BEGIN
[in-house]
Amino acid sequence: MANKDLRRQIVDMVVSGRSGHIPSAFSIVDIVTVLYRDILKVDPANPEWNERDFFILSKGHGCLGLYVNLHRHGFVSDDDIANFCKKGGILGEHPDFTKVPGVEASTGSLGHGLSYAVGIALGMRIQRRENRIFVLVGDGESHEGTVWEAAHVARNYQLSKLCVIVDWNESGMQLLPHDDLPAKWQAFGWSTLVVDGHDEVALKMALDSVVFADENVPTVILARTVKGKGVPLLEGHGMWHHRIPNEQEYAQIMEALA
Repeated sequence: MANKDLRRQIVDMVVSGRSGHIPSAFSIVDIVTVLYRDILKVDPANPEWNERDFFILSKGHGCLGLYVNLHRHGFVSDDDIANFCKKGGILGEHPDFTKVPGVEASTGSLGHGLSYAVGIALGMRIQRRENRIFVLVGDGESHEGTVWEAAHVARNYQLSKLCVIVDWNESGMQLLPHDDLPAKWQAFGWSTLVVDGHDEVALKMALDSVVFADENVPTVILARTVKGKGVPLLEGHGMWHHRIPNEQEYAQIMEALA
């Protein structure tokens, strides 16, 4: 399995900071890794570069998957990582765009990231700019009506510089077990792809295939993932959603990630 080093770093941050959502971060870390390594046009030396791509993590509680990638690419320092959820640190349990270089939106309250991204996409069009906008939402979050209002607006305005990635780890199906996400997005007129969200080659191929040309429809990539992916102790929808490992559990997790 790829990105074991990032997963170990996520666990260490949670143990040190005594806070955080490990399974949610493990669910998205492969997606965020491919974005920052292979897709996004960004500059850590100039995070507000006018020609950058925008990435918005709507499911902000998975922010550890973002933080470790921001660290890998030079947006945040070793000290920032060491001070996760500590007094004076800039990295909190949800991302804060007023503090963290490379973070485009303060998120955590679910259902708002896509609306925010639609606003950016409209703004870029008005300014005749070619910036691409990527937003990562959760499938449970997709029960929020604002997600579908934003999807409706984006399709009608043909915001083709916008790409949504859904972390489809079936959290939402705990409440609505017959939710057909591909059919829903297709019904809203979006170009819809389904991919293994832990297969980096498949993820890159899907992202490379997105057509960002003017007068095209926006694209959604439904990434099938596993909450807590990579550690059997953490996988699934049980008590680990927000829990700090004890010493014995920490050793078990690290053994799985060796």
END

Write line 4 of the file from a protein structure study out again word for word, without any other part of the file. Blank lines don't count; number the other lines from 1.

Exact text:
């Protein structure tokens, strides 16, 4: 399995900071890794570069998957990582765009990231700019009506510089077990792809295939993932959603990630 080093770093941050959502971060870390390594046009030396791509993590509680990638690419320092959820640190349990270089939106309250991204996409069009906008939402979050209002607006305005990635780890199906996400997005007129969200080659191929040309429809990539992916102790929808490992559990997790 790829990105074991990032997963170990996520666990260490949670143990040190005594806070955080490990399974949610493990669910998205492969997606965020491919974005920052292979897709996004960004500059850590100039995070507000006018020609950058925008990435918005709507499911902000998975922010550890973002933080470790921001660290890998030079947006945040070793000290920032060491001070996760500590007094004076800039990295909190949800991302804060007023503090963290490379973070485009303060998120955590679910259902708002896509609306925010639609606003950016409209703004870029008005300014005749070619910036691409990527937003990562959760499938449970997709029960929020604002997600579908934003999807409706984006399709009608043909915001083709916008790409949504859904972390489809079936959290939402705990409440609505017959939710057909591909059919829903297709019904809203979006170009819809389904991919293994832990297969980096498949993820890159899907992202490379997105057509960002003017007068095209926006694209959604439904990434099938596993909450807590990579550690059997953490996988699934049980008590680990927000829990700090004890010493014995920490050793078990690290053994799985060796």